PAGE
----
Amount of expense to administer this building is assumed to 1.6 million yen.
（ It is 20% of rental income ）
Loan condition ： amount of borrowings is 100 million yen.
Borrowing period : 30 years.
Borrowing rate : 3% ( Fixed interest rate )
|１st year||2nd year||23 rd year|
|① annual amount of rental income||8 million yen||8 million yen||8 million yen|
|② expense||Apartment management fee ( note 1 )||1.6 million yen||1.6 million yen||1.6 million yen|
|Other expenses ( When she purchases a real estate, she needs to pay fee for realtor, judicial scrivener, acquisition tax. The amount of such expenses differs on the amount of purchase price, appraisal value of real estate.)||2 million yen.||0|
|③ profit（①－②）||4.4 million yen.||6.4 million yen||6.4 million yen|
|④ repayment of capital （ She cannot sum up this amount as deductible expense. ）||2.087 million yen||2.15 million yen||4.03 million yen|
|⑤ repayment of interest （ She can sum up this amount as deductible expense. ）||2.97 million yen||2.90 million yen||1.02|
|⑥ repayment of capital and interest（④＋⑤）||5.05 million yen||5.05 million yen||5.05|
|⑦ cash flow before tax（③－⑥）||-1.1 million yen||1.35 million yen||1.35 million yen|
|⑧ depreciation cost||building ( 40 million yen /22 years )||1.8 million yen||1.8 million yen||0|
|⑨ special deduction for a taxpayer who files blue return ( This is not applicable in the case the amount of taxable income is below zero).||0||100,000 yen|| 100,000|
|Taxable income（③－⑤－⑧－⑨）||-748,000 yen|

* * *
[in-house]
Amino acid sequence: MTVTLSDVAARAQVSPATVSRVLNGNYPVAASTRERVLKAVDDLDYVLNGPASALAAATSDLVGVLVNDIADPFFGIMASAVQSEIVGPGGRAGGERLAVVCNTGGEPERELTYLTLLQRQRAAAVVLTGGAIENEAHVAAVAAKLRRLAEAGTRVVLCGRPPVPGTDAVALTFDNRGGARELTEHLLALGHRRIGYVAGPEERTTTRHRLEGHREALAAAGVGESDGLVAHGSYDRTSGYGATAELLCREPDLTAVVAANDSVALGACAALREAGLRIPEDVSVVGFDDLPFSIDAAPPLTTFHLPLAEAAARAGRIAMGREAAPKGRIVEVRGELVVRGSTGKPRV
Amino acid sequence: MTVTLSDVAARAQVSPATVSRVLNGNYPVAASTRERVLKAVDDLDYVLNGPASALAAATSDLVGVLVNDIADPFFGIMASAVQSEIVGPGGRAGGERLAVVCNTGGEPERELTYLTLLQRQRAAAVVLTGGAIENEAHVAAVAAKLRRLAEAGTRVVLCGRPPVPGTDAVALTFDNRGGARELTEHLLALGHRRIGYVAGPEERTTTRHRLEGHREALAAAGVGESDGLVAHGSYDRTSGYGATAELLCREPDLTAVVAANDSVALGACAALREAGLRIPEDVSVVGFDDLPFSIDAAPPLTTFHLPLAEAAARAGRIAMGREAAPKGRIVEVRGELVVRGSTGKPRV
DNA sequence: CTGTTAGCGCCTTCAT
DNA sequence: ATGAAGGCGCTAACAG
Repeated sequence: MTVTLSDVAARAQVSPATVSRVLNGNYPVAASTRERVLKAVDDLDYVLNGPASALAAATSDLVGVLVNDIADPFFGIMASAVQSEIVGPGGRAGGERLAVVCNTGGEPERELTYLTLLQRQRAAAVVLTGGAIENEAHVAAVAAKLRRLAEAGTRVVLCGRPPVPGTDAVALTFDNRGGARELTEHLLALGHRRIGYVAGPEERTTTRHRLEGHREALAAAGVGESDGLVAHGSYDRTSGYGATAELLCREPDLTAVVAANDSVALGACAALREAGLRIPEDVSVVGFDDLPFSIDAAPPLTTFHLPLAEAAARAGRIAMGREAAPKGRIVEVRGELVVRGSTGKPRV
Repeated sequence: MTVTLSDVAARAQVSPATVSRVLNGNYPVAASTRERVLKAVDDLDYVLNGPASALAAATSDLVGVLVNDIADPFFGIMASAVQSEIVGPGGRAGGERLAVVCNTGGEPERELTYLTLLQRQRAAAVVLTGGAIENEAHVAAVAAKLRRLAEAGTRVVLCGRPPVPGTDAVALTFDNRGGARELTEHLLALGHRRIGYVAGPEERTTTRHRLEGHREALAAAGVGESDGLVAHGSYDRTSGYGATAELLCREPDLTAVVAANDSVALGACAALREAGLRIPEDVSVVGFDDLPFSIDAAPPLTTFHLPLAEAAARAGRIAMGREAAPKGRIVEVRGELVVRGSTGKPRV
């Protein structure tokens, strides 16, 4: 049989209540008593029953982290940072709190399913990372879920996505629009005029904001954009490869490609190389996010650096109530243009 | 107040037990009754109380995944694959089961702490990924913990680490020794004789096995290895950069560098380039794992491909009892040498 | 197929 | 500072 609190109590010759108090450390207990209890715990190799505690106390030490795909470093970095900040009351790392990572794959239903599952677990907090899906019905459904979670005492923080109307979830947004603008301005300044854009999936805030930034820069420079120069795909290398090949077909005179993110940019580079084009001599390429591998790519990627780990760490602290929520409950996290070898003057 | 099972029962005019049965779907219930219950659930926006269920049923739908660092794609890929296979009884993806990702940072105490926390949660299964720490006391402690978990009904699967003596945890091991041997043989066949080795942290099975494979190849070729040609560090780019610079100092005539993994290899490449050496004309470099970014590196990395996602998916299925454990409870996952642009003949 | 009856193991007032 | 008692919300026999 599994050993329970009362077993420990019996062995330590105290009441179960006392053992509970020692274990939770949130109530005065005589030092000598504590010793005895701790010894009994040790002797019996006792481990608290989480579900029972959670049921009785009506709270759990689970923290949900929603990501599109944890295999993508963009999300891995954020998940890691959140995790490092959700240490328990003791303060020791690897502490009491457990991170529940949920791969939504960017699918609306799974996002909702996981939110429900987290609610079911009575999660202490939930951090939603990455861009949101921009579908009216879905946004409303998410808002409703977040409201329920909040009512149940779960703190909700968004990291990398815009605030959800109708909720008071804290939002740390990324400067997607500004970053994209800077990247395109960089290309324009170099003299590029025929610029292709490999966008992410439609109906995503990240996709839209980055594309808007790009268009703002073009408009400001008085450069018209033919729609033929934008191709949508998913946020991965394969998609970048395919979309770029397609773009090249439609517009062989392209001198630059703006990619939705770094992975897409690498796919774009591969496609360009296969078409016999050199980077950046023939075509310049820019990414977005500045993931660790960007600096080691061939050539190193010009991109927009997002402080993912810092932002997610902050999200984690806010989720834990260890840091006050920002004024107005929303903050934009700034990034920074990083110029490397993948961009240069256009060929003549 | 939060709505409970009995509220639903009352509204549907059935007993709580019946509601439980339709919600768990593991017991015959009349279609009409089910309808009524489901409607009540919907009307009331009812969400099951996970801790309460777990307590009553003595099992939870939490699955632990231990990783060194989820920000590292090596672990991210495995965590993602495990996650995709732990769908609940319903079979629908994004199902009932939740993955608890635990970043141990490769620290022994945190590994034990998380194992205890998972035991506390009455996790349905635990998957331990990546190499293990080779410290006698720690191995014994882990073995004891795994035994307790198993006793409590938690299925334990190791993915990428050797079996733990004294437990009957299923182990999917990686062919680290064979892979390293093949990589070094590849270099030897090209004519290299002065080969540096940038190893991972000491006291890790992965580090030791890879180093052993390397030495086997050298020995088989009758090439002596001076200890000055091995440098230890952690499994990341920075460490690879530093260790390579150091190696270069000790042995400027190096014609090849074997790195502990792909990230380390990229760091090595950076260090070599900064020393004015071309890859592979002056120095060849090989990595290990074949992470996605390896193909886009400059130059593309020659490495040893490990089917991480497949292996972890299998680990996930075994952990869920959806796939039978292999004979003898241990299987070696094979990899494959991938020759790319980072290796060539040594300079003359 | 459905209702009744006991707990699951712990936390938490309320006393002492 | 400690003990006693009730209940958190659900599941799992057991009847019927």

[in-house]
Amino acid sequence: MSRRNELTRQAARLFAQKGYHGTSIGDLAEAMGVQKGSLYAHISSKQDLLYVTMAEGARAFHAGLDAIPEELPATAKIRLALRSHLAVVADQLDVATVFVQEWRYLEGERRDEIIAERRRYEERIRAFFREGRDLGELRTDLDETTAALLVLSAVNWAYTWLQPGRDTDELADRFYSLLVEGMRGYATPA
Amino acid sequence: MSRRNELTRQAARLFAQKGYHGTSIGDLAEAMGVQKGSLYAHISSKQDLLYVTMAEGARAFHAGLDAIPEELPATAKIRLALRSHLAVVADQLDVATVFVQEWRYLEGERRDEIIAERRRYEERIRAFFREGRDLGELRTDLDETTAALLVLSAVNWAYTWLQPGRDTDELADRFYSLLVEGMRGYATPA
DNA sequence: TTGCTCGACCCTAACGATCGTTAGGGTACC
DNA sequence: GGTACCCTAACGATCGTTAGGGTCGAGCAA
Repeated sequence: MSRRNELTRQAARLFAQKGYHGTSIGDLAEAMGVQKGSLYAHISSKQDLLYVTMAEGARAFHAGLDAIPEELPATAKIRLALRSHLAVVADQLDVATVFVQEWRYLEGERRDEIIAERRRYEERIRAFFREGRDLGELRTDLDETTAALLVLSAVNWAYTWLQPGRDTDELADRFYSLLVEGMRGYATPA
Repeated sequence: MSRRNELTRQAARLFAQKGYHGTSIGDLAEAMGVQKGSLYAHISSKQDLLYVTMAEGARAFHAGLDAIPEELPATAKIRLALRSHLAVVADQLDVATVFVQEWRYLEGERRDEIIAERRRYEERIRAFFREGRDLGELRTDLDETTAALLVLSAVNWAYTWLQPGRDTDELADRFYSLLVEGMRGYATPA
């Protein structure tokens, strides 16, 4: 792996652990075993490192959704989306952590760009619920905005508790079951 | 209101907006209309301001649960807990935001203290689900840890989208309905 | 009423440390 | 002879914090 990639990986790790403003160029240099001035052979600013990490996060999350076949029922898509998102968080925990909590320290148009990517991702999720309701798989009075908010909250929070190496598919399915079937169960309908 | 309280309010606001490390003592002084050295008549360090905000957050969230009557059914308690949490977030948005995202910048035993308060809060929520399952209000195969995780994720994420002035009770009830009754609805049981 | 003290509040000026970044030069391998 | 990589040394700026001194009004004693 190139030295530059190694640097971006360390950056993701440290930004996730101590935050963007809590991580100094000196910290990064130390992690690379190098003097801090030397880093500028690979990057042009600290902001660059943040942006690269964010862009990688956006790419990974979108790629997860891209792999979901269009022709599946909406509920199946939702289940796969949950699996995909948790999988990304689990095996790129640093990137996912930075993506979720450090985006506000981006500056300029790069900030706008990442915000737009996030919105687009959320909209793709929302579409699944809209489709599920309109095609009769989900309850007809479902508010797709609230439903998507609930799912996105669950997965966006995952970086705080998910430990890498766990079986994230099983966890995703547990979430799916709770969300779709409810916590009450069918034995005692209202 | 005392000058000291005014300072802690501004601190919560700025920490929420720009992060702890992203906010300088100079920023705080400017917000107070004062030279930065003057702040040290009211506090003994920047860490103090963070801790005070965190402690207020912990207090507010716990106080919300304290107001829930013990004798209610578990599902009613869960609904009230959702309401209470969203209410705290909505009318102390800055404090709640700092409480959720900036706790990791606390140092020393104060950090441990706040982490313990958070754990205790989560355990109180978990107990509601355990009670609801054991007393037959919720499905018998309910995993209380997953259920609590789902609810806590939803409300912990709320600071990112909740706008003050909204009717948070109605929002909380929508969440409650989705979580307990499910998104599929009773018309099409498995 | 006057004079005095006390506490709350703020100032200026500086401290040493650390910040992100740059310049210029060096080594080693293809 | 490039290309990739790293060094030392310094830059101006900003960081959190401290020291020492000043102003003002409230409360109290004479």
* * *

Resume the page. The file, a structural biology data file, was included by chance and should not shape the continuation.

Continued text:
( She has salaried income. Her gross income tax rate 33%. So, when she purchases this real estate, her taxable income is 7 million yen – 748,000 yen = 6.252 million yen. 748,000 yen × 33% = 246,000 yen. So, about 246,000 is refunded.)
|1.6 million yen||5.28 million yen|
|⑩ real estate income tax ( She is a salaried worker. So, employment income and real estate income shall be consolidated and income tax shall be levied. In this row, only the amount of income tax merged from real estate is specified. Income tax rate differs depending on the amount of total amount of employment income and real estate income. But in this table, tax rate is assumed to be 33%.)||0||528,000 yen||1,742,400 yen|
|cash flow after tax （⑦－⑩）|| -1.1 million yen + 246,000 yen =|
– 854,000 yen
|822,000 yen||– 392,400 yen|
|Remainder of loan||97,912,200 yen||9503.5|
（note 1 : If she orders management company to administer her building, she needs to pay fee of equivalent to 5% of rental fee. When a renter leaves room, she may need to repair wall paper. She needs to pay fee to find next renter. She needs to clean water tank. She needs to paint common area like slope, hall. If there is a elevator, maintenance cost is necessary. If there is a common place, she needs to pay electricity, water fee. She needs to pay maintenance cost to inspect fire prevention equipment. She needs to pay property tax. She needs to pay fee to remove snow, weeds. If she can conduct such task by herself, she can reduce such kind of cost.)